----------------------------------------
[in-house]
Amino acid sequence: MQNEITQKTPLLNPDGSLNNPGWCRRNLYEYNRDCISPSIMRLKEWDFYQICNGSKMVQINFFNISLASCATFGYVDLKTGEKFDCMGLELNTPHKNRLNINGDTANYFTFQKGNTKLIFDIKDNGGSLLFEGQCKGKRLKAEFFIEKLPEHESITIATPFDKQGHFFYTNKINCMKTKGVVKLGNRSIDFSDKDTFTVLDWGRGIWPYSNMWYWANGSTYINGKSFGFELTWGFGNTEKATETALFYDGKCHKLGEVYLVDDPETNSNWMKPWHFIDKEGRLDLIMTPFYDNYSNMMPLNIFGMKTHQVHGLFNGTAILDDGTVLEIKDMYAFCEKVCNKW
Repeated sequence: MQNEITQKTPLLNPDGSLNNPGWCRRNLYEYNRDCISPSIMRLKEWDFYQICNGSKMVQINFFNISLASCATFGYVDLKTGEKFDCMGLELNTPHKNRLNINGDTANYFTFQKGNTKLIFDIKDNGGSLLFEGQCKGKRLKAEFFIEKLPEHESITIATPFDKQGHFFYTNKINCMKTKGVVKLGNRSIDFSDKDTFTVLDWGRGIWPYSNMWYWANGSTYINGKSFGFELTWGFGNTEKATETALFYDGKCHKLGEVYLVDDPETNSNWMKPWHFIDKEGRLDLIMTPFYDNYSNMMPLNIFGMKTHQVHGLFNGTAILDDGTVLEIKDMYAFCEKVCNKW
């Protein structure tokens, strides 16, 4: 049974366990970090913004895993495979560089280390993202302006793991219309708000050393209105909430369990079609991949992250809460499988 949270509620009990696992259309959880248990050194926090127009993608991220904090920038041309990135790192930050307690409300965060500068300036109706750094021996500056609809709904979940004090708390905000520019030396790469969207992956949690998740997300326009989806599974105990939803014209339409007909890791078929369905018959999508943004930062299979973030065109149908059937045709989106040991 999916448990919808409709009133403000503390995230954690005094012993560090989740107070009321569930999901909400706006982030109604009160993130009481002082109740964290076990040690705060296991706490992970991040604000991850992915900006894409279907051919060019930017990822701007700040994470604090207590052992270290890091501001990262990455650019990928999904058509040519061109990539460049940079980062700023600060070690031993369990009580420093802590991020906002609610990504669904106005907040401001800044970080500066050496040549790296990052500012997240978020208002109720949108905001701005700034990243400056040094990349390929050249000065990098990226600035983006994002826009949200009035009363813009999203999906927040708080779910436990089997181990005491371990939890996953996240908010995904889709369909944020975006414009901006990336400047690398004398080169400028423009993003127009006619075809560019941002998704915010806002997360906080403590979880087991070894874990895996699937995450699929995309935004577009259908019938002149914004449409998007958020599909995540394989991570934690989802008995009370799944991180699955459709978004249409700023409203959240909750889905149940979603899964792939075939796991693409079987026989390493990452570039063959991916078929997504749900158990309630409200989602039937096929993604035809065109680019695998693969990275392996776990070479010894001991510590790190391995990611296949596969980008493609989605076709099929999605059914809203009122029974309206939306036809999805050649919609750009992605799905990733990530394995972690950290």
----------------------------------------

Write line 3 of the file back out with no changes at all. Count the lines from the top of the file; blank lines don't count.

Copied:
Repeated sequence: MQNEITQKTPLLNPDGSLNNPGWCRRNLYEYNRDCISPSIMRLKEWDFYQICNGSKMVQINFFNISLASCATFGYVDLKTGEKFDCMGLELNTPHKNRLNINGDTANYFTFQKGNTKLIFDIKDNGGSLLFEGQCKGKRLKAEFFIEKLPEHESITIATPFDKQGHFFYTNKINCMKTKGVVKLGNRSIDFSDKDTFTVLDWGRGIWPYSNMWYWANGSTYINGKSFGFELTWGFGNTEKATETALFYDGKCHKLGEVYLVDDPETNSNWMKPWHFIDKEGRLDLIMTPFYDNYSNMMPLNIFGMKTHQVHGLFNGTAILDDGTVLEIKDMYAFCEKVCNKW